As for his family, they’re really reform. I’m pretty sure they eat pork. Not so sure about the shellfish, but I’m okay with not having shellfish. But it’s my friends I’m worried about. Many of them are conservative, and keep strictly kosher. One of my friends couldn’t even eat at school because of the whole oven/pan preparation thing.
I was wondering if it would be okay if I had brought in the roast pork from a separate caterer. It would have never touched any pans or servering platters used by the venue. This would only be for the cocktail reception. I’m not planning on having any pork or shellfish during the seated dinner. If this was the case, and the pork was nowhere near the rest of the food (all the way on the other side of the room), would that be okay?
Or I could have food catered separately by a kosher caterer, set on a separate table from the rest of everything else. Would this be acceptable, and would you eat it even if there was other non-kosher food around on other tables?
Post # 8
@Shlieka: Any food brought in by a kosher caterer and using new/kosher plates would be totally acceptable to eat, even if pork is in the room (you’d just want to make sure people know this so they will eat).
I’m not sure you even have to go that far though if it will really only affect 1 or 2 people (like vegetarians, people who keep kosher know going in that they have to adjust and will seek out someone to ask questions and make sure they prepare). I’d ask around your friends to see what they are comfortable with–for example, I’d have no issue at your wedding, I’d just order the vegetarian meal. If it’s just a few people, a kosher caterer could bring in a few prepackaged meals.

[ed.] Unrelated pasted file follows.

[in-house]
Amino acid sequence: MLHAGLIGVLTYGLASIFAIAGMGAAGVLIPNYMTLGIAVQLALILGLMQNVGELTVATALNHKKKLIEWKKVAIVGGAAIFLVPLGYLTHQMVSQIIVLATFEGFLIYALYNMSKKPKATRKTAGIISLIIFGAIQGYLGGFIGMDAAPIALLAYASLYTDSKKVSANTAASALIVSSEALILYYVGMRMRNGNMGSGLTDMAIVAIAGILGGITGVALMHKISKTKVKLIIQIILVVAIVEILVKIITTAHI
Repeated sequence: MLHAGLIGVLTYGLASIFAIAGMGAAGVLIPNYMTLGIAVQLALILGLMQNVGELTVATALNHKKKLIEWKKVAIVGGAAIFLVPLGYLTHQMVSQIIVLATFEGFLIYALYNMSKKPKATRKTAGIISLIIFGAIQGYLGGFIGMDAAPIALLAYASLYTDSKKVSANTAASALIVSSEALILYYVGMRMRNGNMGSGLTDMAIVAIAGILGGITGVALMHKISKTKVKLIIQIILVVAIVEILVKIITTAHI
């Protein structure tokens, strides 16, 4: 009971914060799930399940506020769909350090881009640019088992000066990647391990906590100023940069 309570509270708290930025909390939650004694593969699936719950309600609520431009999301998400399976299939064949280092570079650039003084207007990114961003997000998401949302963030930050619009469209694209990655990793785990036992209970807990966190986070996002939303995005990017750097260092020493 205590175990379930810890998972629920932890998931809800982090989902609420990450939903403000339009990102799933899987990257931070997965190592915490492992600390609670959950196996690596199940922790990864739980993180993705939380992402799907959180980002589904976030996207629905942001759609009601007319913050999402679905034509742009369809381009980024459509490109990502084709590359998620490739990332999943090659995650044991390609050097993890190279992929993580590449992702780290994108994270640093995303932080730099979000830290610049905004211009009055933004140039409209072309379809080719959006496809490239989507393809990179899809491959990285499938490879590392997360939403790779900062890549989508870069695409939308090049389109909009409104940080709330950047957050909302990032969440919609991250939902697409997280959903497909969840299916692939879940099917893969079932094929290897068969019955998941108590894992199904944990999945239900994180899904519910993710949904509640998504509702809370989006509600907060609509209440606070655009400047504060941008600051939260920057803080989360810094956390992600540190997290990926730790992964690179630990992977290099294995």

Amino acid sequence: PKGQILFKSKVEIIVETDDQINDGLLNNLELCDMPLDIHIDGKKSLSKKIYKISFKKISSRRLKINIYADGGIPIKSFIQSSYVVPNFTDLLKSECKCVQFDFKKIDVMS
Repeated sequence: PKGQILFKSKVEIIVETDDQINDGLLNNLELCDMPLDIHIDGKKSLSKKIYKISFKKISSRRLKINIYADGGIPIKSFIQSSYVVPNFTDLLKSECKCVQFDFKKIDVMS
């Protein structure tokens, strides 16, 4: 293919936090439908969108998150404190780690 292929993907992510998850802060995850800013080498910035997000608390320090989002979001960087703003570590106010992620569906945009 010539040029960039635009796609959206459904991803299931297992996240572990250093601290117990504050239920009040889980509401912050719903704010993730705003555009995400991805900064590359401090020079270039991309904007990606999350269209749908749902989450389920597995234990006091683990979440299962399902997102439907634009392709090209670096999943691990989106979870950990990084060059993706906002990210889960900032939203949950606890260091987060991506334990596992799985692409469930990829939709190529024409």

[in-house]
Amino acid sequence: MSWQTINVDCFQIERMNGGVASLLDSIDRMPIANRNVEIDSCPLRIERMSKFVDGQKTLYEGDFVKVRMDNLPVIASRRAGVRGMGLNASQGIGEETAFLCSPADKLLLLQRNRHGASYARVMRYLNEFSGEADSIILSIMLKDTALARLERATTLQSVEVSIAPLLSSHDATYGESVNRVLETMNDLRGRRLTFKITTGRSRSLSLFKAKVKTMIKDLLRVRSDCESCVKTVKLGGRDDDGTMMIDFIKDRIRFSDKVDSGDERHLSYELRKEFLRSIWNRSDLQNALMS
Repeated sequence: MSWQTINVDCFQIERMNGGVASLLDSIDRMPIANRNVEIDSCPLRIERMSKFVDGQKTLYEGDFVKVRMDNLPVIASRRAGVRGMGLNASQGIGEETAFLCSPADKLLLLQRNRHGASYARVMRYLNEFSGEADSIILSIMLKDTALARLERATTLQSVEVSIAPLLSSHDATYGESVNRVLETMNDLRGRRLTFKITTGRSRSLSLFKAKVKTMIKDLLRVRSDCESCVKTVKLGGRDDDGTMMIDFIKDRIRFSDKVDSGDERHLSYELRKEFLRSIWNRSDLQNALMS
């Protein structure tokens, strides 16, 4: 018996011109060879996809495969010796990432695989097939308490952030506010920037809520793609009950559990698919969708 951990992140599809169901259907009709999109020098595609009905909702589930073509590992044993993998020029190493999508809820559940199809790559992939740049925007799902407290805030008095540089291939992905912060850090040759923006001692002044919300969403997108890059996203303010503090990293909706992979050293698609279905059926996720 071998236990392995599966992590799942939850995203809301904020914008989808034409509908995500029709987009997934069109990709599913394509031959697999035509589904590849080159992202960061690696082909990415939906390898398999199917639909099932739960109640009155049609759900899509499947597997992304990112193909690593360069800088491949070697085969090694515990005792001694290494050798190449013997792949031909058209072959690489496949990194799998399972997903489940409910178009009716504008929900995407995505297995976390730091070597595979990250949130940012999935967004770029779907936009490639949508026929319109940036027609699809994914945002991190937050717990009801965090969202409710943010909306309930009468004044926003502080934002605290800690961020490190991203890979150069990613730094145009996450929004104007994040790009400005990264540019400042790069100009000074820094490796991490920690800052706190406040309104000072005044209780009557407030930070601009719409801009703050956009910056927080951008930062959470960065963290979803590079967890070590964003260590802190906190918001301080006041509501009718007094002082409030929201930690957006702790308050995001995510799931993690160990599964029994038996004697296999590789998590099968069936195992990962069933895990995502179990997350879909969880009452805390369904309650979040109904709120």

Post # 9
Ok great! Thank you guys so much ^_^ I do have a good number of friends who do keep kosher, as well as a number of friends who keep halal, so I think the kosher table will hold over anyone who is kosher/halal.
@bearlove: That’s a great idea, I didn’t even know that they made pre-packaged meals. Maybe I’ll just do this for people with strict religious dietary restrictions (I have some very strict vegan/gluten-free/ Haru Krishna friends as well)
You did answer my question though, I just wanted to know if it was acceptable that pork was in the room. I’ll definitely make it clear that the food has been separately handled and is okay to eat for people with religious restrictions.
Post # 10
I think as opposed to bringing in the pork seperatly like you mentioned, your guests who keep kosher would be more comfortable if their meals were brought in seperatly. Also, as others mentioned, it depends on if the wedding is a Jewish ceremony or not. It also depends on your officiant and their level of comfort. Remember though, it’s your wedding, so do what makes you happy!
Post # 11
I think the suggestion of bring separate pre-packaged meals for kosher/halal friends is a good idea. You are having a Chinese wedding, do not worry about your guests, many would make do with a vegetarian option.
I have observant Jewish friends and we go out to all kinds of different restaurants, never a problem for them. As you well know, a huge number of Jews go to Chinese restaurants on Christmas day.